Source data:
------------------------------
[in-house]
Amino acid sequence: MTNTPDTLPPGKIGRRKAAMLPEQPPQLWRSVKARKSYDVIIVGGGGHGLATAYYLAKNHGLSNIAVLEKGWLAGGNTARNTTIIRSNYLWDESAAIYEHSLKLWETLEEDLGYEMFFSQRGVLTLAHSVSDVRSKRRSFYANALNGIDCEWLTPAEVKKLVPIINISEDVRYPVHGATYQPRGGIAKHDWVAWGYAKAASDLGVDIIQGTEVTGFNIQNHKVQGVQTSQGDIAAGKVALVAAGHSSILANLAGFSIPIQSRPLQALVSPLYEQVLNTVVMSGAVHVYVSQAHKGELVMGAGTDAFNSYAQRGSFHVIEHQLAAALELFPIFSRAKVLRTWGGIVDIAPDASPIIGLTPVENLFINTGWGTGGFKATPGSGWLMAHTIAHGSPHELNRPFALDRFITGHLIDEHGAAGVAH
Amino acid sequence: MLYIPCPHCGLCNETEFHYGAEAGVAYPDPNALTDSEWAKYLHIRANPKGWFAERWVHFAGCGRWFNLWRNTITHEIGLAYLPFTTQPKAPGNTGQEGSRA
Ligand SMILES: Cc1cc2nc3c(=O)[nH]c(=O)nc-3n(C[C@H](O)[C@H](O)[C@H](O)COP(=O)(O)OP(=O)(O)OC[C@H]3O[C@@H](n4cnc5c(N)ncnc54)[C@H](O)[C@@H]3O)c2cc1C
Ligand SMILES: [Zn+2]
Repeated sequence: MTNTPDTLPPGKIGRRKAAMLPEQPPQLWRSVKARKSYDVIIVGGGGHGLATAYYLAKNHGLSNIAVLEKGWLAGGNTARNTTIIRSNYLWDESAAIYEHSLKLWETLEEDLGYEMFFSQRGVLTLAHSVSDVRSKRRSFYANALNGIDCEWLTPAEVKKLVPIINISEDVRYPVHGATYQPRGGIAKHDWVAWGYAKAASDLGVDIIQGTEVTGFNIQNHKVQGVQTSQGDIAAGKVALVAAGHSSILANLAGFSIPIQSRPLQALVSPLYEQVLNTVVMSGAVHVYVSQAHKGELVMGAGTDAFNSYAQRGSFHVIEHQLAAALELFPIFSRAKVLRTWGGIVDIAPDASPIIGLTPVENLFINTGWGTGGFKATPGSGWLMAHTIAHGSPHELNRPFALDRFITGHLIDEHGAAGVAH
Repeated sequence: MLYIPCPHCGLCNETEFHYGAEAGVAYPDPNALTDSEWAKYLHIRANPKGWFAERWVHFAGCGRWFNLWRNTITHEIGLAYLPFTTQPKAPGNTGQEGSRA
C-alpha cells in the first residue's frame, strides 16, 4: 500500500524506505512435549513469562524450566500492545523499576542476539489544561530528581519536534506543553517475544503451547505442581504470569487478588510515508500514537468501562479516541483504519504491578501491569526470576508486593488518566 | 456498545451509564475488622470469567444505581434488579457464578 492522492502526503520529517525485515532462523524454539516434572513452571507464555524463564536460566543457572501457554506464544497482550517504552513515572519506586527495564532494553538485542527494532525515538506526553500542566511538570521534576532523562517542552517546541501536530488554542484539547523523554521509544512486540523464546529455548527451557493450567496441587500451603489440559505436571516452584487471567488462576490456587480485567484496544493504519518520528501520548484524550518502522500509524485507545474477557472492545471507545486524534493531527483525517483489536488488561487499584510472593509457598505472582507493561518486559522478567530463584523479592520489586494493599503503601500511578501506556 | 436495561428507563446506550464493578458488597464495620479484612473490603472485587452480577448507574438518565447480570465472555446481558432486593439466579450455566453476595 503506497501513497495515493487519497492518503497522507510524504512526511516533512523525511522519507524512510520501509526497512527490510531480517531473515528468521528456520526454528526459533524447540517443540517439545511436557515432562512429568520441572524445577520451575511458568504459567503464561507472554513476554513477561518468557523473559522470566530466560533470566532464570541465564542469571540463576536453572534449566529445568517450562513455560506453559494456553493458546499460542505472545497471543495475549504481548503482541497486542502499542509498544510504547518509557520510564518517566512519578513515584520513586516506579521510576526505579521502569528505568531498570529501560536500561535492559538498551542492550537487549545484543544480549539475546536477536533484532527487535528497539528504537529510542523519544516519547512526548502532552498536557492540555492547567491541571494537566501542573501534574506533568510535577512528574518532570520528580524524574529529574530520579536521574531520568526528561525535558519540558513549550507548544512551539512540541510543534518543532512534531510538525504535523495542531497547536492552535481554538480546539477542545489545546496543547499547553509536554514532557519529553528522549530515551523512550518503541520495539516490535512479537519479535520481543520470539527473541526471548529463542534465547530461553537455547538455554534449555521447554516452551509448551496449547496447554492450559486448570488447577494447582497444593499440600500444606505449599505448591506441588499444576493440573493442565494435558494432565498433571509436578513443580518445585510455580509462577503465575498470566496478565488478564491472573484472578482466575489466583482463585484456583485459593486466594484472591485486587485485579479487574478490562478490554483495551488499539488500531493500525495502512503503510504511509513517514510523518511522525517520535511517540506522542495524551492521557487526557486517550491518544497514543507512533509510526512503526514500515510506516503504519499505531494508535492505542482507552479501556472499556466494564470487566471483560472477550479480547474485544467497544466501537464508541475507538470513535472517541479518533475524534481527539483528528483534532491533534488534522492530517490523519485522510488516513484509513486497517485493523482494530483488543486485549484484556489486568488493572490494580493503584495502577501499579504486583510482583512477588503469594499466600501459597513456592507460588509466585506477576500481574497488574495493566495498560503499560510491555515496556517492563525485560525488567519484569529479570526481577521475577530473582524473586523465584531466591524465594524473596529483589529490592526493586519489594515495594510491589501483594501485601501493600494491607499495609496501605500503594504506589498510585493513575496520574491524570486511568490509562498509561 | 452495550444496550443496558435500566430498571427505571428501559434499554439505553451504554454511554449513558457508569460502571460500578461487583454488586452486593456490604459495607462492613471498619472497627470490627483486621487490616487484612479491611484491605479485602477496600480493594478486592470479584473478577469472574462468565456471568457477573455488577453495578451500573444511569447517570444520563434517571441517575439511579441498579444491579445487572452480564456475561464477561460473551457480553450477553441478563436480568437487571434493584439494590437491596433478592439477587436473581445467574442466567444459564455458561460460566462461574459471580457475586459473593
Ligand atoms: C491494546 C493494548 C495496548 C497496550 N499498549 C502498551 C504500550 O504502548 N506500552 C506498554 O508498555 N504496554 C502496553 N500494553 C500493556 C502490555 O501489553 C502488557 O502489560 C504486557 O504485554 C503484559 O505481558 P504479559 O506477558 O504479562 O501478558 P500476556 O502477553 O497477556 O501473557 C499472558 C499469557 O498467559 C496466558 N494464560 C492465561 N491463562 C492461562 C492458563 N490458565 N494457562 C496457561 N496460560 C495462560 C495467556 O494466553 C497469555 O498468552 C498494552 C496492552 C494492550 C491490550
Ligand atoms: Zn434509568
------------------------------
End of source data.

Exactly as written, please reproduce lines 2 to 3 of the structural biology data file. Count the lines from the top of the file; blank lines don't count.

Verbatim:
Amino acid sequence: MTNTPDTLPPGKIGRRKAAMLPEQPPQLWRSVKARKSYDVIIVGGGGHGLATAYYLAKNHGLSNIAVLEKGWLAGGNTARNTTIIRSNYLWDESAAIYEHSLKLWETLEEDLGYEMFFSQRGVLTLAHSVSDVRSKRRSFYANALNGIDCEWLTPAEVKKLVPIINISEDVRYPVHGATYQPRGGIAKHDWVAWGYAKAASDLGVDIIQGTEVTGFNIQNHKVQGVQTSQGDIAAGKVALVAAGHSSILANLAGFSIPIQSRPLQALVSPLYEQVLNTVVMSGAVHVYVSQAHKGELVMGAGTDAFNSYAQRGSFHVIEHQLAAALELFPIFSRAKVLRTWGGIVDIAPDASPIIGLTPVENLFINTGWGTGGFKATPGSGWLMAHTIAHGSPHELNRPFALDRFITGHLIDEHGAAGVAH
Amino acid sequence: MLYIPCPHCGLCNETEFHYGAEAGVAYPDPNALTDSEWAKYLHIRANPKGWFAERWVHFAGCGRWFNLWRNTITHEIGLAYLPFTTQPKAPGNTGQEGSRA